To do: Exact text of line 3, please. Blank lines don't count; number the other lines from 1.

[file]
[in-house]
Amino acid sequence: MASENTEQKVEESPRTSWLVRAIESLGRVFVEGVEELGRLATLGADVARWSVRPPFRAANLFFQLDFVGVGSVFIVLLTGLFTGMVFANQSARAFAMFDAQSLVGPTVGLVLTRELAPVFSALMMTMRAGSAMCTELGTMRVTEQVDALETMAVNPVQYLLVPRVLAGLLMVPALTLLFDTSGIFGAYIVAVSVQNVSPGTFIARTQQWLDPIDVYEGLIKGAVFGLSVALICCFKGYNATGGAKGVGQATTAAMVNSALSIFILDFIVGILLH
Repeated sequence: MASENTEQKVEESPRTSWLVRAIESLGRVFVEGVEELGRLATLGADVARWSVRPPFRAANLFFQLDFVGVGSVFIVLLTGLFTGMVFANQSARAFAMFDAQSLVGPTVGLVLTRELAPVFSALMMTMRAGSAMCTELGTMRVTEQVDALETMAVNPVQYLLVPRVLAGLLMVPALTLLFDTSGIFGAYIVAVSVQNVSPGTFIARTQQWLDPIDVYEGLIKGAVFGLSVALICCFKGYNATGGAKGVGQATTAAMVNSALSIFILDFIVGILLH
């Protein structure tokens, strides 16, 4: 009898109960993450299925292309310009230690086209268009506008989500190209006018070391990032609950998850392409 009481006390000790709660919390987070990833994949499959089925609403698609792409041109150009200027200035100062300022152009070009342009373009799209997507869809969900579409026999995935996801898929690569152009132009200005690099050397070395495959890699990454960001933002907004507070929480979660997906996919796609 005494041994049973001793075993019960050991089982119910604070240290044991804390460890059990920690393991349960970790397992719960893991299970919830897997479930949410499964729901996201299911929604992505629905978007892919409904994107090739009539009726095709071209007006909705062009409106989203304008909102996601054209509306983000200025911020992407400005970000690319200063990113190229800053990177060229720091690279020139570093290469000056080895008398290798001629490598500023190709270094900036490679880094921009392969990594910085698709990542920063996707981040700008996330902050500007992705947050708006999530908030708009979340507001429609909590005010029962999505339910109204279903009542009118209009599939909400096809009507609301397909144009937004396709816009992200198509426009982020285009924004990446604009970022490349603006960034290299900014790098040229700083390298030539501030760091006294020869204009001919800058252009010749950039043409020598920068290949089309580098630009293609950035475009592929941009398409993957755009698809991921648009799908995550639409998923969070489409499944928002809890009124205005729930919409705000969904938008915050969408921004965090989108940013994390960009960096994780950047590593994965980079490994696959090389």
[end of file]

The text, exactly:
Repeated sequence: MASENTEQKVEESPRTSWLVRAIESLGRVFVEGVEELGRLATLGADVARWSVRPPFRAANLFFQLDFVGVGSVFIVLLTGLFTGMVFANQSARAFAMFDAQSLVGPTVGLVLTRELAPVFSALMMTMRAGSAMCTELGTMRVTEQVDALETMAVNPVQYLLVPRVLAGLLMVPALTLLFDTSGIFGAYIVAVSVQNVSPGTFIARTQQWLDPIDVYEGLIKGAVFGLSVALICCFKGYNATGGAKGVGQATTAAMVNSALSIFILDFIVGILLH